681 | To the Earl of Hillsborough

    No 22

    Boston Sep 16 1768

    My Lord

    In the Boston Gazette of the 5th inst appeared a paper containing a System of Politicks exceeding all former exceedings. Some took it for the casual ravings of an occasional enthusiast: but I persuaded myself that It came out of the Cabinet of the Faction and was preparatory to some actual operations against the Government.1 In this persuasion I considered that if the Troops from Halifax were to come here of a sudden, there would be no avoiding an insurrection, which would at least fall upon the Crown officers, if it did not amount to an Opposition to the troops. I therefore thought it would be best that the Expectation of the troops should be gradually communicated, that the Heads of the Faction might have time to consider well what they were about, & prudent Men opportunity to interpose their advice. I therefore took an occasion to mention to one of the Council, in the Way of discourse, that I had private advice that troops were ordered hither, but I had no public orders about it myself. This was in the 8th inst: & before night it was throughly circulated all over the town.2

    The Faction immediately took the alarm; & at first nothing was to be heard among them but declarations that the troops should not enter the Town.3 But nothing was done in public, but appointing a Town Meeting on Monday following. In private there were, as I am told, two meetings, the one a large one on fryday Night (the 9th) where it was the general Opinion that they should raise the Country & oppose the troops[:]4 the other meeting, as I am informed, was very small & private on Saturday Night, at the House of one of the Cheifs;5 and there it wa[s] resolved to surprise & take the Castle on the Monday night following. I dont relate these Accounts as certain facts but only as reported & beleived.6 On Saturday night an ^empty^ turpentine Barrel was put up upon the pole of the beacon, (which had been lately erected anew in a great hurry by the Selectmen without consulting me).7 This gave a great alarm, the next day, and the Council sent to me on Sunday afternoon to desire I would order a Council, which I held at a Gentleman’s House8 halfway between me and Boston. Here It was debated what Means should be used to take the barrel down; & it was resolved that the Select men should be desired to take it down: but they would not do it.

    On the Monday at the Hall9 the Faction appeared surrounded with all its forces: there were very few of the principal Gentlemen there; such as were, appeared only as curious & perhaps anxious spectators.10 The Meeting was opened with speeches much to the same purpose as the paper enclosed and first mentioned.11 Nothing was then resolved but to put 2 questions to me, which your Lordship will see in the printed Account;12 and to appoint a general Commit[tee] to consider & report. The next day the Reports were made, upon which followed a Set of speeches by the cheifs of the faction & no one else; which followed one another in such order & method, that it appeared as if they were acting a play, evry thing, both as to matter & order, seeming to have been preconcerted before hand. As they have printed their own Account to circulate it round the province, I shall only add to it an Account of some of these Speeches, from the tenor of which the general intention of the whole transaction will be fully explained.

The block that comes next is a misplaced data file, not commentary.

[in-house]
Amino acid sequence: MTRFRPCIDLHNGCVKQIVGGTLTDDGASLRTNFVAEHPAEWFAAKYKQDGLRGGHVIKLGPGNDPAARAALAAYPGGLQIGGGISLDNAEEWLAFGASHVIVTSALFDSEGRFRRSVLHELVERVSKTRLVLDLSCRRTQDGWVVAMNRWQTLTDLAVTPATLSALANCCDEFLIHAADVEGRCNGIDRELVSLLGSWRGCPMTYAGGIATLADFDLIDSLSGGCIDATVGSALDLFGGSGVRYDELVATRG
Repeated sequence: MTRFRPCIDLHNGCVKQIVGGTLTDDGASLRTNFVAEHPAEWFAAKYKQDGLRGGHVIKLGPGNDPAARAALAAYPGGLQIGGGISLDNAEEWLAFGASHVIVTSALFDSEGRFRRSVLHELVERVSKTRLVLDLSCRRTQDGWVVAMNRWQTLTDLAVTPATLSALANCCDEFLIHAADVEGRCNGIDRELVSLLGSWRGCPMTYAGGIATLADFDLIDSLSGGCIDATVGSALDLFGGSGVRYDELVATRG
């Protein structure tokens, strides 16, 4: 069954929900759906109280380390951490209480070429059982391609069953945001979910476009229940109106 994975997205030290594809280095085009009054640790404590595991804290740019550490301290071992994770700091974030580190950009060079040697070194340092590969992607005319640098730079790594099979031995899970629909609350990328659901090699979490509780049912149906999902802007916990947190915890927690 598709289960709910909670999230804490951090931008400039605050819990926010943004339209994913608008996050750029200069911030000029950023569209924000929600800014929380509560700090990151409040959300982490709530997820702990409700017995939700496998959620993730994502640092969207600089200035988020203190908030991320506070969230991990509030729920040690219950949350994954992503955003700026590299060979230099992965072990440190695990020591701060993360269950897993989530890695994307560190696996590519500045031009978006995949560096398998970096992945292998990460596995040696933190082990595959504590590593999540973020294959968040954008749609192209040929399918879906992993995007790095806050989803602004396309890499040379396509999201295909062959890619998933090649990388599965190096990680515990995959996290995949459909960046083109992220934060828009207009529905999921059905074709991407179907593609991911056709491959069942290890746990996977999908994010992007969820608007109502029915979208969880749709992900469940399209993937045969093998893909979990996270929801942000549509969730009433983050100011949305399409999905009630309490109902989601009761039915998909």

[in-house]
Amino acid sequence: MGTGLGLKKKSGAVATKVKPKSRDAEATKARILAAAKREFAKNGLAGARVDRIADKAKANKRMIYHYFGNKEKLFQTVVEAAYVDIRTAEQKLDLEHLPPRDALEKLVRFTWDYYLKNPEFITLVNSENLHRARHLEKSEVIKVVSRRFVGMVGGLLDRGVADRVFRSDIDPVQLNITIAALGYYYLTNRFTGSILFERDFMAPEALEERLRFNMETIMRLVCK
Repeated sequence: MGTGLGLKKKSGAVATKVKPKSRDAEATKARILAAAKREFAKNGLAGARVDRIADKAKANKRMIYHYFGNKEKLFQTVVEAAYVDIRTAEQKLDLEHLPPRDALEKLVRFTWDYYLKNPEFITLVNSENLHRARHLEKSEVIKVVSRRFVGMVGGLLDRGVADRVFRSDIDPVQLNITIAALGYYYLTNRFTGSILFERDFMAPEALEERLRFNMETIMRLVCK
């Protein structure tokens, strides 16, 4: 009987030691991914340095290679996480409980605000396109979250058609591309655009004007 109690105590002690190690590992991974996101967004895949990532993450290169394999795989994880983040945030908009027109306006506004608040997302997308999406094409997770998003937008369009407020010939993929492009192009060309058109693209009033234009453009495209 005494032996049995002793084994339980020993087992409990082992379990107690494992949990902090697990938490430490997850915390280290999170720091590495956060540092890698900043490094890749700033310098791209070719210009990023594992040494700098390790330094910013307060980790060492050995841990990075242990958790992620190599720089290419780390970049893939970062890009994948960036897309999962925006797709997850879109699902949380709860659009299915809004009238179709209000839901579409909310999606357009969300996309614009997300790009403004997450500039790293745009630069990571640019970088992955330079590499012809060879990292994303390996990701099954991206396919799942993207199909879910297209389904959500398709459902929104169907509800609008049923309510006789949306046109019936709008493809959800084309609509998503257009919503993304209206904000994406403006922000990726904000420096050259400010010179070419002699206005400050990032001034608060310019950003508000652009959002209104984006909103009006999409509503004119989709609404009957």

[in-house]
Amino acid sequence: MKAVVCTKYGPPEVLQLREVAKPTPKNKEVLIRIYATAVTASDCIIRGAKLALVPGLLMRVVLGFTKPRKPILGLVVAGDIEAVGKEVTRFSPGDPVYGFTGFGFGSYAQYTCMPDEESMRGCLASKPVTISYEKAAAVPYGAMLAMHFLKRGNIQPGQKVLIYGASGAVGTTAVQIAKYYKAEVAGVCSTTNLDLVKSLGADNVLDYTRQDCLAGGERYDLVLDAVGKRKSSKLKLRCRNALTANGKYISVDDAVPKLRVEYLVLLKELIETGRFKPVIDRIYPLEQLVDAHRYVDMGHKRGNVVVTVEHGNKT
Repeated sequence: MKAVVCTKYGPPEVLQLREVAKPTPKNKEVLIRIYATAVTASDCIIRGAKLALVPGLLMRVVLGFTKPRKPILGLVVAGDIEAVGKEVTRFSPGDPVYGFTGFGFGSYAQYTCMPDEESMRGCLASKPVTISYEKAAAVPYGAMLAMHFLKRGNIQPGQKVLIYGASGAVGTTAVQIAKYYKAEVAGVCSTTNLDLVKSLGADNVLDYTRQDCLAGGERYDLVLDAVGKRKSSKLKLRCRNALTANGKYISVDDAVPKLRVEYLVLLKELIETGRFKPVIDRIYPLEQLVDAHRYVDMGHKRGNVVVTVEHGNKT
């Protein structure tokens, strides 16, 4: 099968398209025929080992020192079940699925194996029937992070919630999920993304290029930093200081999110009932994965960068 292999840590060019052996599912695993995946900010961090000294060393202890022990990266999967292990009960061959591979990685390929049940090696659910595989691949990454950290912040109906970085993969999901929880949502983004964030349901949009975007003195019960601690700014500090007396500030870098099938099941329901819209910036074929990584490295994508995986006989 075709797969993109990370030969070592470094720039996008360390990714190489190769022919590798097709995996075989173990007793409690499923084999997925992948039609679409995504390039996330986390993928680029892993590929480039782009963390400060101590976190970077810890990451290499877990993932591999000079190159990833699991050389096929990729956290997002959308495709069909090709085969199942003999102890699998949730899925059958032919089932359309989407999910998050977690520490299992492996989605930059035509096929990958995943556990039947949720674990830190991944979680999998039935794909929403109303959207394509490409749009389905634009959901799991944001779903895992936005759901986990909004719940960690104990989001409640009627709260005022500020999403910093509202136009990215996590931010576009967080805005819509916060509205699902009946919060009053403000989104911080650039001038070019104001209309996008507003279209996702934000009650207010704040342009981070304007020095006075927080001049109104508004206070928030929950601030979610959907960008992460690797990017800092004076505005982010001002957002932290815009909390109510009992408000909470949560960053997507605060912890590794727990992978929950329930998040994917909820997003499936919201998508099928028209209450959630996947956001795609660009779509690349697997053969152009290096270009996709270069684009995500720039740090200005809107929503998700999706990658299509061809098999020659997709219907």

I should have mentioned before that in the middle of the Hall where they met, were deposited in chests, the Town Arms, amounting as it is said to ^about^ 400. These, as I have before informed your Lordship, about 4 or 5 months ago were taken out of the lumber rooms, where they had lain for some years past, to be cleaned; & have since been laid upon the floor of the Town hall to remind the people of the use of them.13 These Arms were often the subject of discourse & were of singular use to the Orators in the way of Action. As the Subject of their debates turned upon arming the Town & Country against their Enemies, The probability of a French War was mentioned as a pretence for arming the Town & a Cover for the frequent use of the Word Enemy. It was said that the Enemy would probably be here before the Convention met, that is within 10 days; It was moved that the Arms should be now delivered out to oppose the Enemy; this was objected to for that ^they^ might fall into hands who would not use them. But this flimsy Veil was not allways kept on: it was often said that they had a right to oppose with arms a military force which was sent to oblige them to submit to unconstitutional Laws; and when it was required to be more explicit, the Chairman14 said that they understood one another Very well, & pointing with his hand added “there are the Arms; when an attempt is made agst your liberties they will be delivered; our Declaration wants no explication:” and indeed it does not.